Indexed on: 09 Mar '16Published on: 05 Jan '16Published in: International Statistical Review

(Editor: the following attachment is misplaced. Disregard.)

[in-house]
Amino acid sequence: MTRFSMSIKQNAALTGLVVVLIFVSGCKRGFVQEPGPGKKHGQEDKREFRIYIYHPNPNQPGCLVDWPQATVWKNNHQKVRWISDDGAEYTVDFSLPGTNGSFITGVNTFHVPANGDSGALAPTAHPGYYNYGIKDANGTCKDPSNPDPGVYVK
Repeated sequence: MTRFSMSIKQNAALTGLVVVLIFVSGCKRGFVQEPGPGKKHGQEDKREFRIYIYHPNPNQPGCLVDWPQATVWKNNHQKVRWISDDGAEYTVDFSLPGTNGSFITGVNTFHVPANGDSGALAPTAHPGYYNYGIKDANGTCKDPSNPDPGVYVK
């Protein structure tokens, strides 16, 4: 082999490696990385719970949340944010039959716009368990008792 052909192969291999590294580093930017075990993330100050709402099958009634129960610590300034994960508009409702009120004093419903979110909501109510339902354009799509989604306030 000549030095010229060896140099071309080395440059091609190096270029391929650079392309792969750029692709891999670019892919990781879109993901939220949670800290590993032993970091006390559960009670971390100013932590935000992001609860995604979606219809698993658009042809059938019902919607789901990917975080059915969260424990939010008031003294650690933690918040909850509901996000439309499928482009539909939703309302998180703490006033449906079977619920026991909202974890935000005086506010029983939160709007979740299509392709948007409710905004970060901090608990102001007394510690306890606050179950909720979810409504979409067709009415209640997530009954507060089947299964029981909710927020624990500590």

Although each statistical unit on which measurements are taken is unique, typically there is not enough information available to account totally for its uniqueness. Therefore, heterogeneity among units has to be limited by structural assumptions. One classical approach is to use random effects models, which assume that heterogeneity can be described by distributional assumptions. However, inference may depend on the assumed mixing distribution, and it is assumed that the random effects and the observed covariates are independent. An alternative considered here is fixed effect models, which let each unit has its own parameter. They are quite flexible but suffer from the large number of parameters. The structural assumption made here is that there are clusters of units that share the same effects. It is shown how clusters can be identified by tailored regularised estimators. Moreover, it is shown that the regularised estimates compete well with estimates for the random effects model, even if the latter is the data generating model. They dominate if clusters are present.